Beneficiaries of social enterprises
Tips and tools to profile them
Anyone interested in launching a social enterprise should always define first its social impact mission. During this initial phase, identifying the core beneficiaries inevitably goes along. But what is a “beneficiary”? Are beneficiaries the same as “customers”? And how can we profile beneficiaries the right way?
Beneficiaries and Customers: a brief overview
Traditional businesses usually tend to deal with customers only. Simply put, customers are those people (or companies) who buy a product/service to get benefits out of it. However, as our fellow colleagues from SoJo discussed in this article, social entrepreneurship slightly differs from this logic.
As a matter of fact, social businesses tackle specific social problems and implement different kinds of interventions in order to solve them. Obviously, people who are directly affected by such problems should be the same ones benefitting the most from those interventions. Because of that, beneficiaries are usually defined as those individuals who are directly linked to the social mission of a social organization and who derive the main benefits out of its actions.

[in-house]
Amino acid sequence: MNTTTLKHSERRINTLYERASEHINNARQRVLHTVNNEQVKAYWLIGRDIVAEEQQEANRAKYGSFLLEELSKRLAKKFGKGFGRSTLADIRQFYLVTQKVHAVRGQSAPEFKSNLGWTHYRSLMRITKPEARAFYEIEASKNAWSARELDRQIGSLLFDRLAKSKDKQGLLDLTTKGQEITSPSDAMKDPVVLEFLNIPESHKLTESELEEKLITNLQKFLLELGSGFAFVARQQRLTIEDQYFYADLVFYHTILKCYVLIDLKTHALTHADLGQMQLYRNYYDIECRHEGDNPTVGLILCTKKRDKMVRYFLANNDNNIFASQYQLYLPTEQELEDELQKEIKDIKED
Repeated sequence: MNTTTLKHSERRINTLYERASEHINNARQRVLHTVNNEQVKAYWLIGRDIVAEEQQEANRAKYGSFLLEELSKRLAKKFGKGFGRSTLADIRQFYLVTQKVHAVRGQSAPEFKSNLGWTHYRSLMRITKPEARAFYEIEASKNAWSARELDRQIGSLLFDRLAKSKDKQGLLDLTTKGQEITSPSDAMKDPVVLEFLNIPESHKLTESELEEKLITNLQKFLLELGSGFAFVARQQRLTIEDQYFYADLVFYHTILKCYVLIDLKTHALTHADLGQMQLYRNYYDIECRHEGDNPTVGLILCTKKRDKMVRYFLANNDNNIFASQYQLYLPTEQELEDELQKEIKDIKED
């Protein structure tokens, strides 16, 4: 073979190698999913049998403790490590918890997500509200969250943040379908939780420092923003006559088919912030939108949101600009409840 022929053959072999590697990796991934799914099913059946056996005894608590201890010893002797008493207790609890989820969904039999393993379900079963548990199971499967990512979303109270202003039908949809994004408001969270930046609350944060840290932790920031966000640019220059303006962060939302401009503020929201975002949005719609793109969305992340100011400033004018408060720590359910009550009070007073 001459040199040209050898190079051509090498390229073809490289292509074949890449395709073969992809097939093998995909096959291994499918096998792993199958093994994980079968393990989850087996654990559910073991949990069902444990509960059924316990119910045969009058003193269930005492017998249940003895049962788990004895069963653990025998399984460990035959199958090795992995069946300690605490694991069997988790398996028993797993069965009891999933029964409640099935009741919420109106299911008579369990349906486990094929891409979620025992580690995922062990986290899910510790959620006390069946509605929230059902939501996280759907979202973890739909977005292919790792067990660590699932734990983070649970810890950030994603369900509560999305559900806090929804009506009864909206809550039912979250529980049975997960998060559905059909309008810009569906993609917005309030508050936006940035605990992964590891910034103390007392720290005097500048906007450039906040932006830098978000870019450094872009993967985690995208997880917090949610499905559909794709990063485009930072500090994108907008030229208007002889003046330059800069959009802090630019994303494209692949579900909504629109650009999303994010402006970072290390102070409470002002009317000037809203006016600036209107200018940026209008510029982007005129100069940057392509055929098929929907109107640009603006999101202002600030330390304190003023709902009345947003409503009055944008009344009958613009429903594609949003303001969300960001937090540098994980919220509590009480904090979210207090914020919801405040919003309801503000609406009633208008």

Sometimes beneficiaries can afford to pay for the product/service sold by the social enterprise, thus being also its “customers“. However, depending on the context, beneficiaries might be unable to pay for the value they receive. When this occurs to happen, organizations need to get creative. While traditional charities and NGOs tend to rely on donors, social businesses and social enterprises choose instead to create value for (paying) third parties in order to generate income.
Just think about SEP Jordan for instance. This startup wanted to employ refugee women from Palestine and Syria, training them to become artisans. But how to do this while remaining financially sustainable? The company found a way to create value for another segment: high-spending, ethics-oriented women, willing to purchase the hand-embroidered accessories crafted by refugees.
This is just one example of mismatch between “beneficiaries” (people at the core a social enterprise’s mission) and “customers” (people/organizations ultimately paying for the intervention). Within the field of social entrepreneurship, this mismatch is quite common. And we have number of case studies analyzing these patterns, just in case you’re interested.
Beneficiaries of social enterprises: tools to profile them
Empathy Maps and Personas were first conceived to gain deeper understanding of potential customers. Truth is, when it comes to social entrepreneurship, they work great for profiling beneficiaries too. From there, once understood and mapped the key traits of the target you are trying to serve, you can design relevant value propositions accordingly. Please bear in mind this is a fundamental step to make your social impact mission more likely to come true.
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